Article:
for: and published poet).
read: & published poet.)

p. 113, line 27
for: All the Aldriches, Dot & Joe Benottis,(Miss
read: All the Aldriches, Dot & Joe Benottis, (Miss

p. 139, line 24
for: sharinghis
read: sharing his

p. 142, Footnote 1 for: 17 May 1959
read: 17 May 1957

p. 158, line 27
for: readbooks
read: read books

p. 166, Footnote 3
for: Howard's End
read: Howards End

p. 239, Footnote 1
for: 'The Fugue and the Fig Tree'
read: 'The Fugue of the Fig Tree'

p. 248, line 20
for: Our park if full
read Our park is full

p. 407, line 24
for: them ( my favorite
read: them (my favorite

p. 424, Footnote 5 for: Critical Quarterly 5
read: Critical Quarterly 2

p. 451, line 17
for: Boston Lying-in - the mother
read: Boston Lying-in ‒ the mother [en dash]

p. 451, line 20
for: her child-is completely
read: her child ‒ is completely [en dash]

p. 480, Footnote 4
for: (1922- )
read: (1922-2016)

p. 530-1, Footnote 2
Revise end of note to read '…, Dublin); Lucas Myers, and Hilda Farrar and Vicky Watling.' [remove ‘(offered for sale in 2017)’ in order that this new copy to Hilda & Vicky might fit.]

p. 552, line 16
for: hermits,(if not saints
read: hermits, (if not saints

p. 559, line 11
for: criticizing poets I!like
read: criticizing poets I! like

p. 563, line 3
for: all the years I’ve know her
read: all the years I’ve known her

p. 570, line 18
for: the light on
read: the lights on

p. 718
for: TO Mary Louise Vincent Black
read: TO Mary Louise Vincent Back

p. 848, line 9
for: seethat
read: see that

p. 904, Footnote 2
for: Since writing to Olive Higgins Prouty on 2 November,
read: Since writing to ASP on 7 November,

p. 941, line 6
for: has yellow,& white
read: has yellow, & white


p. 983, index – 2nd column, line 9
for: Howard's End
read: Howards End

Naturally each error hurts but with nearly one million words between the two volumes we did not do too badly!

Please note: The spacing "corrections" that you see largely in Volume II remove the claim of exactness in the Preface that "The transcriptions of the letters are as faithful to the author’s originals as possible" (p. xx). So when considering these, please know that in the original letters, for example, "sharinghis" on page 139 and "seethat" on page 848, appear just like that, with no space between the words. I transcribed these as they appeared because Plath herself did not mark them for separation (often her letters included some corrections in pen but ignored other mistakes which is why we stated "Plath’s final revisions are preserved" in the Preface (p. xx).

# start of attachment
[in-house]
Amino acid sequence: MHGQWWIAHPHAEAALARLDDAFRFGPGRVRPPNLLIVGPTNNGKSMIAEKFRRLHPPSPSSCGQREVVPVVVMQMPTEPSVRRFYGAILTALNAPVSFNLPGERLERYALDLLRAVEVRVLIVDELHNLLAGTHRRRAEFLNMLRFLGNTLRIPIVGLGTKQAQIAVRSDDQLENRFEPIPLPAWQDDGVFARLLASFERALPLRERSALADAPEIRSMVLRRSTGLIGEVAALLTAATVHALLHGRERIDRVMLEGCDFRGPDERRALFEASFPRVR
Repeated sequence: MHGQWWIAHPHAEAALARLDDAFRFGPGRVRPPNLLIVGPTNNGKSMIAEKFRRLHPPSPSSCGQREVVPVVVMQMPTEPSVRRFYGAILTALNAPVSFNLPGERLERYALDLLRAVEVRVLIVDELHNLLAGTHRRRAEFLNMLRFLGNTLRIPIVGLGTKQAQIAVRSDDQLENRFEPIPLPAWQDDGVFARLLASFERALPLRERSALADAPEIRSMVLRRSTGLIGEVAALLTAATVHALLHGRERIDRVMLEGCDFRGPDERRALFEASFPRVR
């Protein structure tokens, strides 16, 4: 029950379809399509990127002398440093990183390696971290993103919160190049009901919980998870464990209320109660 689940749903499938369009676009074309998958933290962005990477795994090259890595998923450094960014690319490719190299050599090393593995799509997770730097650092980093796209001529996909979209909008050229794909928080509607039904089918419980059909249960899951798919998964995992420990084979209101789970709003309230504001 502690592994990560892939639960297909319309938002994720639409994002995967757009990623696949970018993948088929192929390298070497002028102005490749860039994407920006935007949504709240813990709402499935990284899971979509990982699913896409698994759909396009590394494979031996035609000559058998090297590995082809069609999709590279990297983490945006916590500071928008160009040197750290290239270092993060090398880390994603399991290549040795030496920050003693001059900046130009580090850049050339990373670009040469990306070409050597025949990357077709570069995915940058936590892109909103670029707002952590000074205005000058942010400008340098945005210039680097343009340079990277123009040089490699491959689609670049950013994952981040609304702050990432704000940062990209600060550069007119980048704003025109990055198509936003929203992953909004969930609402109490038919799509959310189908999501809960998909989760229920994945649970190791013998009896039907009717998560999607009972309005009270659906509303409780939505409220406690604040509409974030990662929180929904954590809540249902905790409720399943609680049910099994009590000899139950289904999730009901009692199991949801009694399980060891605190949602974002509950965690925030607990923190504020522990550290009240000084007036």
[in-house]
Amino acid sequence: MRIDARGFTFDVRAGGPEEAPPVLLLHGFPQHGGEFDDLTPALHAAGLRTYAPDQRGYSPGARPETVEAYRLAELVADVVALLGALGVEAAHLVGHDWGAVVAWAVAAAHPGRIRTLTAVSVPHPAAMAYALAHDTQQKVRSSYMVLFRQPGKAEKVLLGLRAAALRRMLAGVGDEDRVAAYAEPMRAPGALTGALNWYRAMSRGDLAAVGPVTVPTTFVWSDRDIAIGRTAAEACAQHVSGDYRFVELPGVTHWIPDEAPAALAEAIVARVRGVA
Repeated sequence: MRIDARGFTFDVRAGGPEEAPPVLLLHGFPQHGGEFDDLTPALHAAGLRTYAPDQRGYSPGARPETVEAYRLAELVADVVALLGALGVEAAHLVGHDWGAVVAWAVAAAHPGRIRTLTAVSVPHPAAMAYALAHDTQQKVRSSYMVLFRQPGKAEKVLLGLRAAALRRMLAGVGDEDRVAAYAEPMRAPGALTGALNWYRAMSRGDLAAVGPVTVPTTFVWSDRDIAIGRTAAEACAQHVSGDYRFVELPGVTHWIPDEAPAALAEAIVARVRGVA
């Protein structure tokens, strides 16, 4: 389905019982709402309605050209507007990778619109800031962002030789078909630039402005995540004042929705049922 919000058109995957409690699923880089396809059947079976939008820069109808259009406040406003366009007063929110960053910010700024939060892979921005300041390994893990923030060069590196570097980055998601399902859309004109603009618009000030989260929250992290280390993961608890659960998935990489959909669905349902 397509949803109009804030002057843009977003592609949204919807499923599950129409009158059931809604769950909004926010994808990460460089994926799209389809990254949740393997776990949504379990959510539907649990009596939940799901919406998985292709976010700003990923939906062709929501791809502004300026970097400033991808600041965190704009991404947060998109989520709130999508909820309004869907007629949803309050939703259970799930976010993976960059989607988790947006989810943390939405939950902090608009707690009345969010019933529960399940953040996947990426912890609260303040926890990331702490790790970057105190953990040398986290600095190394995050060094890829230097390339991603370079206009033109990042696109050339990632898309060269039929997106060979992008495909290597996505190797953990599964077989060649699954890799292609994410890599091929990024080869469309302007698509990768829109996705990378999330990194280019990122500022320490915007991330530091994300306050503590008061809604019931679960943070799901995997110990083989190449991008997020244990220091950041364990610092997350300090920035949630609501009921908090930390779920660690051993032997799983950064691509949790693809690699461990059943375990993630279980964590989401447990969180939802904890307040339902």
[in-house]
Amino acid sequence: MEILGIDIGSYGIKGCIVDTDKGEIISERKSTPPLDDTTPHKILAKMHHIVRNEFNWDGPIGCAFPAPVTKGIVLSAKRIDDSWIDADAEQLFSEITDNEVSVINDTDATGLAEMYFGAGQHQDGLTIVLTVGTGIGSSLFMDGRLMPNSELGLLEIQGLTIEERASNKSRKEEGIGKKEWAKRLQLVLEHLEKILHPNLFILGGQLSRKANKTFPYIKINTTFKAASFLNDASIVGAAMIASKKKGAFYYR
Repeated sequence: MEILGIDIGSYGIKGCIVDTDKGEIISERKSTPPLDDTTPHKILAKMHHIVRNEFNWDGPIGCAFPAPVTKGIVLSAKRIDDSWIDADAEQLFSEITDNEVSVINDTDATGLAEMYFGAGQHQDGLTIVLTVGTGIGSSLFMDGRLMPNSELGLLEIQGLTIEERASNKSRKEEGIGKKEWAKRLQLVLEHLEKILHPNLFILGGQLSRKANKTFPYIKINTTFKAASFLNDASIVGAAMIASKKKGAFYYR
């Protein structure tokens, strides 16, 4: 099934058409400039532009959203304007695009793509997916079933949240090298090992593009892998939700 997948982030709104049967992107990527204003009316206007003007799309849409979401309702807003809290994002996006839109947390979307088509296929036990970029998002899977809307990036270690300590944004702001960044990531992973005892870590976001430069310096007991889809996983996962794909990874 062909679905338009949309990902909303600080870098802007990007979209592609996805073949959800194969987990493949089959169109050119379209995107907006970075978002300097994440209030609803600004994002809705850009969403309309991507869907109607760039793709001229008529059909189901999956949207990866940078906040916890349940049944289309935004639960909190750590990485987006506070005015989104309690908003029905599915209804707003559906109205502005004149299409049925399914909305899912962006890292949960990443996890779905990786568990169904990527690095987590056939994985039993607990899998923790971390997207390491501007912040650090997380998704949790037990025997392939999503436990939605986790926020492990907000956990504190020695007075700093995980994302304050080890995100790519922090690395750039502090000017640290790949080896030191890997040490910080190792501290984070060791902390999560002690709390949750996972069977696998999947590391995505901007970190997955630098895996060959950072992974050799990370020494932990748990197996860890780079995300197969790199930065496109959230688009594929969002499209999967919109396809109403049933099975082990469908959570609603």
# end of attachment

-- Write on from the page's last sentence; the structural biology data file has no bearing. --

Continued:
Please also keep in mind that there are nine new letters between both volumes too. I cannot, however, post those due to copyright.

All links accessed 24 September 2019.

19 September 2019

Paperback editions of The Letters of Sylvia Plath Published Today

Today, Faber issues in the United Kingdom the first paperback edition of both volumes of The Letters of Sylvia Plath. They each carry forward the original cover photographs but do not judge these books by their covers. We had the opportunity to make corrections and updates to some of the text and to footnotes based both on reader inquires as well as our own review of the hardbacks. Naturally we apologize that transcription errors that were not caught. Additionally, we have added an Appendix to each book with new letters. Here is a breakdown of them.

Volume I: 7 Letters
To June Johnson Helle, circa 21 March 1943
To June Johnson Helle, 14 June 1950
To Katherine Benion, 3 March 1951
To Perry Norton, 11 October 1952
To Perry Norton, 5 December 1952
To Shirley Baldwin Waring and Perry Norton, 8 June 1953
To Rosamund Pugh Swaim, circa 11 January 1956

Volume II: 2 Letters
To Smith Vocational Office, circa 26 August 1957
To Smith Vocational Office, circa 8 September 1958

Particularly in Volume I's Appendix, we see a small chorus of new recipients of letters.

At my begging, Julie Goodspeed-Chadwick went to the Lilly Library to look through the Wagner-Martin mss there and it was she who located the Norton/Waring letters. Thanks to Julie for that, and to David Trinidad who found the letters to Daniel and Helga Huws in that collection previously. The Benion was sold at auction. I located the rest. There was an additional letter that I had hoped could be put into Volume II, from Plath (co-written by Ted Hughes) to Elizabeth and David Sigmund from June 1962, that was part of the Harriet Rosenstein collection. However, since not all of the letter was readable from a brief appearance of it online, as well because inquiry letters to Rosenstein were ignored, the decision was made to exclude it. So perhaps it is something to look forward to reading in full in the future. Hope!

I have be contemplating posting on the blog a full list of the corrections. Would that be of interest?